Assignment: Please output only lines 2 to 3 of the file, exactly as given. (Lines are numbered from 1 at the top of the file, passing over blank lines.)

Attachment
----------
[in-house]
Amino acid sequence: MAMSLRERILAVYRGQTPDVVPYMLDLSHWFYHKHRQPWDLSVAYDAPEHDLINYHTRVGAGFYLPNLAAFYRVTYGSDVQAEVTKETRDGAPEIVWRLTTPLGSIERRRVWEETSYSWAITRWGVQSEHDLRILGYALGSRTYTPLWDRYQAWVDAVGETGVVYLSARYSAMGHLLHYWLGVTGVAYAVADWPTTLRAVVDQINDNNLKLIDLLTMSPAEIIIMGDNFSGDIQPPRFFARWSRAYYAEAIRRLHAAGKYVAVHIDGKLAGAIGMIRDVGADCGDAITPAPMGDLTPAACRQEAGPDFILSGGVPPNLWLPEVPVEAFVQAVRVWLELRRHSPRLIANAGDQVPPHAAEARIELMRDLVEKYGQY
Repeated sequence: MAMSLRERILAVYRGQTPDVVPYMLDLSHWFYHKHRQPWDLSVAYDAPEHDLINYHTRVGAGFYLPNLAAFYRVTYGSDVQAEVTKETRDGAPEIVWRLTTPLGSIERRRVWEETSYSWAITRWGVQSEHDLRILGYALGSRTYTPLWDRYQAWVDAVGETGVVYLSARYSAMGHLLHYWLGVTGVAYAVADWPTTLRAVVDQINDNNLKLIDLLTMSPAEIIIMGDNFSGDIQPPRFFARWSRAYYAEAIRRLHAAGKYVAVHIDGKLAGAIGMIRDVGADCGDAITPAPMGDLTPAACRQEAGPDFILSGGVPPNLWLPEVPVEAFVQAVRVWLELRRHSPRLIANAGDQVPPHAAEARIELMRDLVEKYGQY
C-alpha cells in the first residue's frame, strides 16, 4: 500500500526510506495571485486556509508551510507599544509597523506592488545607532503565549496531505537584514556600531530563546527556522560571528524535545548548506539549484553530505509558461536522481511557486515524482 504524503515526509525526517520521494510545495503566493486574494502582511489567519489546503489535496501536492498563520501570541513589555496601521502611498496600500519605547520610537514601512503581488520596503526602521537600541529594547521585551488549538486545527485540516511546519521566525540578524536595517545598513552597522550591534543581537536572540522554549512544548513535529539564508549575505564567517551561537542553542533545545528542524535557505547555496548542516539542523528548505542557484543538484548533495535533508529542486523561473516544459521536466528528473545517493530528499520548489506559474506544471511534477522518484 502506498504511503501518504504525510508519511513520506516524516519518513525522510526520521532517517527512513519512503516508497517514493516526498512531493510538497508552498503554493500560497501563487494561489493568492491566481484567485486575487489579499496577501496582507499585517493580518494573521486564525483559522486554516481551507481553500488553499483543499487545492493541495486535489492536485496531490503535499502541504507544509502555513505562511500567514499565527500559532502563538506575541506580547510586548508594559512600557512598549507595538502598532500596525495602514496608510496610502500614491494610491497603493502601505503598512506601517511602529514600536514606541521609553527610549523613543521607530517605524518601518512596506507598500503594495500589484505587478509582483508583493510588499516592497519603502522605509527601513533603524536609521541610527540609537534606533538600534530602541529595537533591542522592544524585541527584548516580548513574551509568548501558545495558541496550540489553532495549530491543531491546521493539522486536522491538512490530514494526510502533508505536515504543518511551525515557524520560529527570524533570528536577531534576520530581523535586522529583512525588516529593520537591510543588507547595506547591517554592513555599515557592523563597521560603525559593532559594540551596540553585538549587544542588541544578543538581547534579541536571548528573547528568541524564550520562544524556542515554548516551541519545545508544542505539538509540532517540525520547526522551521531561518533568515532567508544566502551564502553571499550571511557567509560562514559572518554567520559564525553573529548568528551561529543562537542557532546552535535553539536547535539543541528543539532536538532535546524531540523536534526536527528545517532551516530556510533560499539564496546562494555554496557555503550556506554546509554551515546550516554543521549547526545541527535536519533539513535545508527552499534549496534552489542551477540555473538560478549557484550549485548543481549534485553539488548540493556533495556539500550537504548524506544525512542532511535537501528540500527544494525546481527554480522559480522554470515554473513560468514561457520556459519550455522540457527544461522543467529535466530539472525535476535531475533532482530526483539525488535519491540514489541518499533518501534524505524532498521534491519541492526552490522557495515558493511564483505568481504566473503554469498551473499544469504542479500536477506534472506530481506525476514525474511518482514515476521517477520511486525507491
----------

Amino acid sequence: MAMSLRERILAVYRGQTPDVVPYMLDLSHWFYHKHRQPWDLSVAYDAPEHDLINYHTRVGAGFYLPNLAAFYRVTYGSDVQAEVTKETRDGAPEIVWRLTTPLGSIERRRVWEETSYSWAITRWGVQSEHDLRILGYALGSRTYTPLWDRYQAWVDAVGETGVVYLSARYSAMGHLLHYWLGVTGVAYAVADWPTTLRAVVDQINDNNLKLIDLLTMSPAEIIIMGDNFSGDIQPPRFFARWSRAYYAEAIRRLHAAGKYVAVHIDGKLAGAIGMIRDVGADCGDAITPAPMGDLTPAACRQEAGPDFILSGGVPPNLWLPEVPVEAFVQAVRVWLELRRHSPRLIANAGDQVPPHAAEARIELMRDLVEKYGQY
Repeated sequence: MAMSLRERILAVYRGQTPDVVPYMLDLSHWFYHKHRQPWDLSVAYDAPEHDLINYHTRVGAGFYLPNLAAFYRVTYGSDVQAEVTKETRDGAPEIVWRLTTPLGSIERRRVWEETSYSWAITRWGVQSEHDLRILGYALGSRTYTPLWDRYQAWVDAVGETGVVYLSARYSAMGHLLHYWLGVTGVAYAVADWPTTLRAVVDQINDNNLKLIDLLTMSPAEIIIMGDNFSGDIQPPRFFARWSRAYYAEAIRRLHAAGKYVAVHIDGKLAGAIGMIRDVGADCGDAITPAPMGDLTPAACRQEAGPDFILSGGVPPNLWLPEVPVEAFVQAVRVWLELRRHSPRLIANAGDQVPPHAAEARIELMRDLVEKYGQY